A Special Day for Special People


To father a child is not the same as to serve the role of a Dad.   My respect for the love, caring and extraordinary effort that it takes to perform the duties of a Dad grows each day.

My own father rose early every morning and labored hard to bring home enough pay to keep food on the table for a large family.  When not at his place of employment, he struggled to keep our car functioning, often with what seemed like bubble gum and bandaids.  In the silence of his mind, he worried about unpaid bills, the rearing of his many offsprings and the health of his aging parents and in-laws.

There was no time to dwell upon unfulfilled dreams.  A few dollars left at the end of a paycheck meant he could buy a bag of apples or watermelon from a produce stand.  Life was not easy for my dad.  He did the best he could.  He taught his children to respect others, to be polite and gracious, to be thankful for every gift and not complain.  For this, I will always be grateful.  I miss my Dad.

My husband also is a Dad, a very good Dad.  He was not priviledged to have a Dad when he was a child.  Yet, somehow, he learned the importance of the role.  For forty years, he has been present and active in his daughter’s life.  I measure the success of his efforts by the person Laura has become.  He taught her to believe in herself and have the confidence to succeed in whatever she chooses to pursue.  They spend many hours a week staying connected and sharing the joys and frustrations of life.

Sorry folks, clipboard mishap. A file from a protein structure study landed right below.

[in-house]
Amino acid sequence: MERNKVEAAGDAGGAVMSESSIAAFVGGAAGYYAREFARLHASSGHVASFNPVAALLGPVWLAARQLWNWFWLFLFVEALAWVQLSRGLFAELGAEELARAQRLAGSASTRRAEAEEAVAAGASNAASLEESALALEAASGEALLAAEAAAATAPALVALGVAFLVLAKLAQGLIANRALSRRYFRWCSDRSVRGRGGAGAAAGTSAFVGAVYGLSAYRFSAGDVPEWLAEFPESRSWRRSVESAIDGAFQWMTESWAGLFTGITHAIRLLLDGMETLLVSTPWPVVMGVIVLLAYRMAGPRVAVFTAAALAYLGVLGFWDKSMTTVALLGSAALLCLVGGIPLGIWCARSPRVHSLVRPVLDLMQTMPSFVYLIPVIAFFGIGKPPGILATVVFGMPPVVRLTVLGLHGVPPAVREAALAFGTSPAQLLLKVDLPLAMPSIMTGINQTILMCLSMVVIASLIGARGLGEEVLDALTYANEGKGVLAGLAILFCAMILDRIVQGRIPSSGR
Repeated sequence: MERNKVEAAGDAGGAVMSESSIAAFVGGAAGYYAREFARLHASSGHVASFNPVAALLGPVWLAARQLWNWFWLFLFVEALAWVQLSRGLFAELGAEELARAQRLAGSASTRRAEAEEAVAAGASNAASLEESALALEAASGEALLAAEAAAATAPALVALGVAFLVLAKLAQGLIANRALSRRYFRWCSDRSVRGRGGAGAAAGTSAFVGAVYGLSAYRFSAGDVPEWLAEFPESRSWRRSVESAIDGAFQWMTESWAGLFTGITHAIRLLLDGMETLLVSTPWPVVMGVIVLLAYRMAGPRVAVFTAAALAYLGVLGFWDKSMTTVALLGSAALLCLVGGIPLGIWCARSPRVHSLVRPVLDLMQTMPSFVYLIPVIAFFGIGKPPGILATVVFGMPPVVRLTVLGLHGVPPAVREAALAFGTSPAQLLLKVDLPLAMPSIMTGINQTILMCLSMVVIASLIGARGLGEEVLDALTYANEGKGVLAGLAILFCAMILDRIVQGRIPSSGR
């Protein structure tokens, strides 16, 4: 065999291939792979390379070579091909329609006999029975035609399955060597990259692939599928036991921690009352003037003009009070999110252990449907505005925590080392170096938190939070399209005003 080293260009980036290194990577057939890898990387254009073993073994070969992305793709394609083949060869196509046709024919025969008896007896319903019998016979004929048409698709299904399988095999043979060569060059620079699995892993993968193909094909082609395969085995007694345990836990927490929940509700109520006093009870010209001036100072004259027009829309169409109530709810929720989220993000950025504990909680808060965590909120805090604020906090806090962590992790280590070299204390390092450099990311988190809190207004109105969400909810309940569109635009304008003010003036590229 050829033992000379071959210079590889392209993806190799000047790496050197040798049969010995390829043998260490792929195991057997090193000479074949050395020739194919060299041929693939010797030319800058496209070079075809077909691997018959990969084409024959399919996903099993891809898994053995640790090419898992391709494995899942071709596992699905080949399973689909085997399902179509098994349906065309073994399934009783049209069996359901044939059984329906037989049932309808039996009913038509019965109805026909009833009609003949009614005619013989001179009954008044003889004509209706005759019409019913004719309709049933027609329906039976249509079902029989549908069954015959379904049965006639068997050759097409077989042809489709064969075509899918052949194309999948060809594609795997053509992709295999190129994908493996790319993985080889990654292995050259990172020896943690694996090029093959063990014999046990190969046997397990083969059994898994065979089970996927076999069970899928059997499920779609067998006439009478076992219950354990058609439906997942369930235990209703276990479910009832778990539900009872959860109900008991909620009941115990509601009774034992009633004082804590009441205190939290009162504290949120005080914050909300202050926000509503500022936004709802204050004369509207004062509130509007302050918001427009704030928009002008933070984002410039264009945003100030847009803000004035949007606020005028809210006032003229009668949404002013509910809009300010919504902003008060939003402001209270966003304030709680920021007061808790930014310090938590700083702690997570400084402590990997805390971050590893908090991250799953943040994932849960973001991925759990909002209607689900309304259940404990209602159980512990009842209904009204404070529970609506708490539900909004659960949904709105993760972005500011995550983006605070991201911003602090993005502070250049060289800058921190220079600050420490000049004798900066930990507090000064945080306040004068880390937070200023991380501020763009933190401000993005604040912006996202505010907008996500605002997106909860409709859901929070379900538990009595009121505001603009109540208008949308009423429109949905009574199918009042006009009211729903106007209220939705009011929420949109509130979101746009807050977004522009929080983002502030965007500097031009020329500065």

So I take this opportunity to remember my father fondly for the years of caring and guiding me into adulthood.  I thank my husband for the commitment he’s made to being a wonderful Dad.

I extend a round of applause to my brothers, Rob, Larry and Craig, and nephews, Robby, Jeff, David and Kyle.  It makes me proud every day as I watch you shine in this significant and challenging role with your own children.  We are blessed that you have taken your role to heart and make such a difference in our world.  Hope I didn’t forget someone, but remember, I’m over sixty now and there is that senior moment thing 🙂

Do you have a memory or special story to share about your Dad?  I’d love to hear about him.